John Clay

Kentucky football proves there’s nothing quite like winning

There is no replacement for winning.

Kentucky football is 5-0. Stop, take a deep breath, and let that resonate for a moment. Close your eyes and relive the sound of the Big Blue Nation discovering the joys of football again to the point in which buzzed fans are chanting “C-A-T-S! CATS! CATS! CATS!” departing a sold-out and joyous stadium on a victorious Saturday night.

“Is this the best Kentucky football team you’ve ever seen?” a young reporter asked me, the old guy, following UK’s 24-10 win over South Carolina.

“Well, I was in school in 1977, so I’m not ready to go that far yet,” I replied, referring to the Wildcats who embarrassed LSU 33-13 in Baton Rouge and blanked Georgia 33-0 before Prince Charles in Athens on the way to 10-1. “But this might be the second-best.”

Yes, it is true Rich Brooks’ 2007 team, the one that upset eventual national champ LSU in overtime, started the season 5-0. A look back at their appointment calendar, however, shows the first five conquered foes as Eastern Kentucky, Kent State, Louisville (ranked ninth), Arkansas (on the road) and Florida Atlantic, then in its infancy under Howard Schnellenberger.

This Kentucky team has beaten a pair of non-Power Five teams in Central Michigan and Murray State, but also three SEC squads in Florida (at The Swamp), Mississippi State and South Carolina. Superior even to 5-0 overall, these Cats are 3-0 in SEC play for the first time since that glory year of ’77, four decades ago.

These Cats have done it — much like Brooks and Co. did it — the old-fashioned way. No Air Raid sirens on offense. No “Black Watch” slogans on defense. The recipe is the tried-and-true recipe of lots of good players collected through one good recruiting class after another. It’s just a recipe that Kentucky football has had a difficult time executing.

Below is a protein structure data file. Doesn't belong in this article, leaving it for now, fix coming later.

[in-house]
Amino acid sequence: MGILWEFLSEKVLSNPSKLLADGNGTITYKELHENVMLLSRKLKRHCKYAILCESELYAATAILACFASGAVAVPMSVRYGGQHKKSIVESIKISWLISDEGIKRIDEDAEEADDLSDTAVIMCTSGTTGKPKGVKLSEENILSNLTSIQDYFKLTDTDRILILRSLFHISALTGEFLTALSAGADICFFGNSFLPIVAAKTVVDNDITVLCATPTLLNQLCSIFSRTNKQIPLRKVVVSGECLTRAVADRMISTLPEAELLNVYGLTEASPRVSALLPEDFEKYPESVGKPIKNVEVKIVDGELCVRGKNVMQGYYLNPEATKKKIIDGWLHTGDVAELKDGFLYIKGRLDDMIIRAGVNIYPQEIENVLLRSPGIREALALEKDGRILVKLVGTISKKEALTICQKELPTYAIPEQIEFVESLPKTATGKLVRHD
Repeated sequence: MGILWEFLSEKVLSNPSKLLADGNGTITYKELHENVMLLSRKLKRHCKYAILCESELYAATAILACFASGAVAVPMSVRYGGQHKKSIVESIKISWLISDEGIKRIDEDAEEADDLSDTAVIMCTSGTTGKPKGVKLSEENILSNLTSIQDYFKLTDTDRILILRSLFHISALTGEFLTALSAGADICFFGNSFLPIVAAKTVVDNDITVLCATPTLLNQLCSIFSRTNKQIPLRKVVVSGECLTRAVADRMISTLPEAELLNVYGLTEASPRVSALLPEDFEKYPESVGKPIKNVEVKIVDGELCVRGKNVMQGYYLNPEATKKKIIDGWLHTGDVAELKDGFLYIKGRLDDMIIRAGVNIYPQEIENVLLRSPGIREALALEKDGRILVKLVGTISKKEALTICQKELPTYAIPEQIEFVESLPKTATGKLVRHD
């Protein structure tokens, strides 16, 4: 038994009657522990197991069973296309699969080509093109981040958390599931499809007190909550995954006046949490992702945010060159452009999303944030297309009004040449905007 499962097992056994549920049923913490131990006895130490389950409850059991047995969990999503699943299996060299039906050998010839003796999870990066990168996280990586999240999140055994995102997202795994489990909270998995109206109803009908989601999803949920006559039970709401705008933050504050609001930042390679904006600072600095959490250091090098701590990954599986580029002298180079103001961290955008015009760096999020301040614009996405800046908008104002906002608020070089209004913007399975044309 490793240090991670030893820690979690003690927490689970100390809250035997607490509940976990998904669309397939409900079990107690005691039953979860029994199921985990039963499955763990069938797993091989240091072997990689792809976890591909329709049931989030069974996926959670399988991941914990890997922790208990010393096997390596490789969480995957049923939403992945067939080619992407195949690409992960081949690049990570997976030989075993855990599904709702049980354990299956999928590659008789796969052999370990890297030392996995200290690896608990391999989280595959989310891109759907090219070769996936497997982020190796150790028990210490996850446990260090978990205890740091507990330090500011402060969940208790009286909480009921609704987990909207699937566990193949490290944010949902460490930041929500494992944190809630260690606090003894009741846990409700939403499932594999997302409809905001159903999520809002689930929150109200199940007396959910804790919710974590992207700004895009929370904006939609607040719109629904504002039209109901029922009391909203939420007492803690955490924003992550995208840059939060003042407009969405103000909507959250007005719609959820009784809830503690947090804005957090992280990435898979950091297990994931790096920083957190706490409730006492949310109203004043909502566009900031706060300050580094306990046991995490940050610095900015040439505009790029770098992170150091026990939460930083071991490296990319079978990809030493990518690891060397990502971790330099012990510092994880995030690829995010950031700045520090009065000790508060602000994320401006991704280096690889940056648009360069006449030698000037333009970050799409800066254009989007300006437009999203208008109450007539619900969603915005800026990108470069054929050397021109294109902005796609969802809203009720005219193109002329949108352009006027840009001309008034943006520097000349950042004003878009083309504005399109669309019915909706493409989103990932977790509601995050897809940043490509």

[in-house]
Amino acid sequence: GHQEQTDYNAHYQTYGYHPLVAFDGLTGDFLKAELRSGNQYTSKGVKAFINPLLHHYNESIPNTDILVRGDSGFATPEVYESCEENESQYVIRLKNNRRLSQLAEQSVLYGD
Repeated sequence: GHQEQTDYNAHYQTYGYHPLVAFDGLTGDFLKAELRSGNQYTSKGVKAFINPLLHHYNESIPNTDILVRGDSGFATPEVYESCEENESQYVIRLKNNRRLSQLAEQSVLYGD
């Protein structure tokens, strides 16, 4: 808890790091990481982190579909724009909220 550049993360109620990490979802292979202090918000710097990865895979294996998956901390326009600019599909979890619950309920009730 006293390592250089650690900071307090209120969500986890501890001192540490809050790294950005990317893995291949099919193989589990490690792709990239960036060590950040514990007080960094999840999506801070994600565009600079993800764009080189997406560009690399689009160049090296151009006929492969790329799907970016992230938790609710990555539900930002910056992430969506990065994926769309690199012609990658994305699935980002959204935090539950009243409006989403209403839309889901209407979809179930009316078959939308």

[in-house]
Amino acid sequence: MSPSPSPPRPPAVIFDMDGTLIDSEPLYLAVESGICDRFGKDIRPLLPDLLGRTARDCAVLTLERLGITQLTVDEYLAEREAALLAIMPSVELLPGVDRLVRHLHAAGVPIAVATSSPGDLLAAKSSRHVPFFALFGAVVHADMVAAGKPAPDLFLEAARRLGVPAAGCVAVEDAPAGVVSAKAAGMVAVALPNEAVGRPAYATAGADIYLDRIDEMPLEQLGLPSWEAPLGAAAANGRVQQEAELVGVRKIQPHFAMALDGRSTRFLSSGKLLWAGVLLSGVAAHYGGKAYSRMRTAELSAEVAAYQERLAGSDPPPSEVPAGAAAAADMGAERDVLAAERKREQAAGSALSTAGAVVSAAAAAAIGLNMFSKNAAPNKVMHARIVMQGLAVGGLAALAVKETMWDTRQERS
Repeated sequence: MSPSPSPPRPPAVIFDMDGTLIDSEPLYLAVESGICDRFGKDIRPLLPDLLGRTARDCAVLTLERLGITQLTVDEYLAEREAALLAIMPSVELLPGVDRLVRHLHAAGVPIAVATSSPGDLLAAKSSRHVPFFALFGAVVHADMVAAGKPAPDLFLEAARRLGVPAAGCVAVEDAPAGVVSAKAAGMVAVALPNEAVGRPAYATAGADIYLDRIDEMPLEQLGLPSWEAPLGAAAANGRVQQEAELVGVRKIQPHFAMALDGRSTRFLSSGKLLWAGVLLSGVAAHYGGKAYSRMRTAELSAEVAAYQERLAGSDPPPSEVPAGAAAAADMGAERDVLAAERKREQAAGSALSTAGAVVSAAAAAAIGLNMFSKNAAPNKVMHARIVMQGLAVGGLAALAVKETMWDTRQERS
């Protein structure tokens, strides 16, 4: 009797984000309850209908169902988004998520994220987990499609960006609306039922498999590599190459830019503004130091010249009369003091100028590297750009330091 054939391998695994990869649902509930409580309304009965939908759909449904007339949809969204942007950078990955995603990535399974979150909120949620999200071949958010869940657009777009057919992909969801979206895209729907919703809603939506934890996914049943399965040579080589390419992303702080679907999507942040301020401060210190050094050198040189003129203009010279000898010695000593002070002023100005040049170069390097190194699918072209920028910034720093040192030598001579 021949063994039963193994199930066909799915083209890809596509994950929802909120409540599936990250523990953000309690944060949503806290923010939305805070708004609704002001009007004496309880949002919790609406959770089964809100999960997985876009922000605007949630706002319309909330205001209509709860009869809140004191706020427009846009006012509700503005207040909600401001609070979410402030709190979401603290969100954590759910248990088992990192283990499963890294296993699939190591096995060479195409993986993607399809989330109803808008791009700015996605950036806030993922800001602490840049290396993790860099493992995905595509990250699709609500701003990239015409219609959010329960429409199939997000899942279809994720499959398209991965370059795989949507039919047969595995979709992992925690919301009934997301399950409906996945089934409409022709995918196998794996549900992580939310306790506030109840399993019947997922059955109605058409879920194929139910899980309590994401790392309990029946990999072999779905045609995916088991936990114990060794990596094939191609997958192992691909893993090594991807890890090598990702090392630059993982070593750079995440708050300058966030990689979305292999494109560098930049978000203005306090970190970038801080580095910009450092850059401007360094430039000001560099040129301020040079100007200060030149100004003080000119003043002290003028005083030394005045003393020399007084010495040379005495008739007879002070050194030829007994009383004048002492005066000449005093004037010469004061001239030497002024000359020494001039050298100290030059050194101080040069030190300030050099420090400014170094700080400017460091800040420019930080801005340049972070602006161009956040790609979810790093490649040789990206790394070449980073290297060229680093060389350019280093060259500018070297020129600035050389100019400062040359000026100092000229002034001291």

For all of Benny Snell’s deserved accolades, this is a defense-first team. Saturday confirmed it. While the offense sputtered in the second half, failing to score a point, Mark Stoops’ defense held the Gamecocks at bay, allowing just one touchdown. It survived a laborious 20-play drive with a crucial end zone interception, one of four forced turnovers on the night.

By the way, that ’77 team did it with defense, too, allowing just 113 points all season. Through its first five games, this 2018 team has allowed just 63.

“We’re going to watch the film and be extremely disappointed in our self-inflicted issues,” said South Carolina Coach Will Muschamp on Saturday. “Again, I’m not taking any credit from Kentucky, they played well and they are well-coached. ... How many drops did we have tonight? Six? Seven? I don’t know.”

Didn’t Mississippi State make similar comments the week before after its 28-7 loss to UK? Penalties. Drops. And more penalties. Those are the things Kentucky used to say.

Meanwhile, in the UK locker room, there was no dancing. Stoops let it slip that there was no crazy postgame celebration because (a) “we felt like we didn’t play up to our standards,” said Derrick Baity, one of three UK defensive backs to make an interception, and (b) this is what is expected now. Winning breeds winning breeds winning.

It also puts fannies in the stands. Much of September was filled with hand-wringing — mine included — over down crowds and lagging ticket sales tied to explanations of HD televisions, a glut of televised games, parking problems, traffic problems, concession prices and the inconveniences of actually attending the event. All those obstacles became surmountable when the home team started posting victories. Win, and we will come.

It’s too early to say Kentucky and Georgia are on a collision course of an SEC East showdown on Nov. 3 at Kroger Field. Having dispatched of Florida and South Carolina, however, the Cats appear to be the No. 2-ranked Bulldogs’ toughest challenge in the division.

Right here, right now, however, Kentucky football is 5-0. Let that sink in. And enjoy.


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No. 13 Kentucky at Texas A&M

7 p.m. (ESPN)

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